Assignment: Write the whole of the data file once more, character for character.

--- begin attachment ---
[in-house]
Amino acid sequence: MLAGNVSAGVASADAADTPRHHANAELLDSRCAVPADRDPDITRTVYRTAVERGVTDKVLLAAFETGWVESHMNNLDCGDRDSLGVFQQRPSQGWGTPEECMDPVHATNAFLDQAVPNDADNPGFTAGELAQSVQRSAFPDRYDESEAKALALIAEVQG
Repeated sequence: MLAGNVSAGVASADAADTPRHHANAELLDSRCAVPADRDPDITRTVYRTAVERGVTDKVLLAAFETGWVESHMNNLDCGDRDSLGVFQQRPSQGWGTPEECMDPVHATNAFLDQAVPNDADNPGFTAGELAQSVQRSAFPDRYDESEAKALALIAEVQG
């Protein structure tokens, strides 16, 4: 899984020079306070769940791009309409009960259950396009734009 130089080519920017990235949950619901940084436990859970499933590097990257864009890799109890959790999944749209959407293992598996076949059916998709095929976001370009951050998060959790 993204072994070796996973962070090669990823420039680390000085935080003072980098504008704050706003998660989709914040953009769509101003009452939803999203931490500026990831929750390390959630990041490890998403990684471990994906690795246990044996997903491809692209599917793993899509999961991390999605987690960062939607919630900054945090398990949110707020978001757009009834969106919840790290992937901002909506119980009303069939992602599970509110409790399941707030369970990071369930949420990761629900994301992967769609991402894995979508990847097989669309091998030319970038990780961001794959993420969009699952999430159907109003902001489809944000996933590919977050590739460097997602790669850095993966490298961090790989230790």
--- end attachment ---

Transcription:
[in-house]
Amino acid sequence: MLAGNVSAGVASADAADTPRHHANAELLDSRCAVPADRDPDITRTVYRTAVERGVTDKVLLAAFETGWVESHMNNLDCGDRDSLGVFQQRPSQGWGTPEECMDPVHATNAFLDQAVPNDADNPGFTAGELAQSVQRSAFPDRYDESEAKALALIAEVQG
Repeated sequence: MLAGNVSAGVASADAADTPRHHANAELLDSRCAVPADRDPDITRTVYRTAVERGVTDKVLLAAFETGWVESHMNNLDCGDRDSLGVFQQRPSQGWGTPEECMDPVHATNAFLDQAVPNDADNPGFTAGELAQSVQRSAFPDRYDESEAKALALIAEVQG
């Protein structure tokens, strides 16, 4: 899984020079306070769940791009309409009960259950396009734009 130089080519920017990235949950619901940084436990859970499933590097990257864009890799109890959790999944749209959407293992598996076949059916998709095929976001370009951050998060959790 993204072994070796996973962070090669990823420039680390000085935080003072980098504008704050706003998660989709914040953009769509101003009452939803999203931490500026990831929750390390959630990041490890998403990684471990994906690795246990044996997903491809692209599917793993899509999961991390999605987690960062939607919630900054945090398990949110707020978001757009009834969106919840790290992937901002909506119980009303069939992602599970509110409790399941707030369970990071369930949420990761629900994301992967769609991402894995979508990847097989669309091998030319970038990780961001794959993420969009699952999430159907109003902001489809944000996933590919977050590739460097997602790669850095993966490298961090790989230790």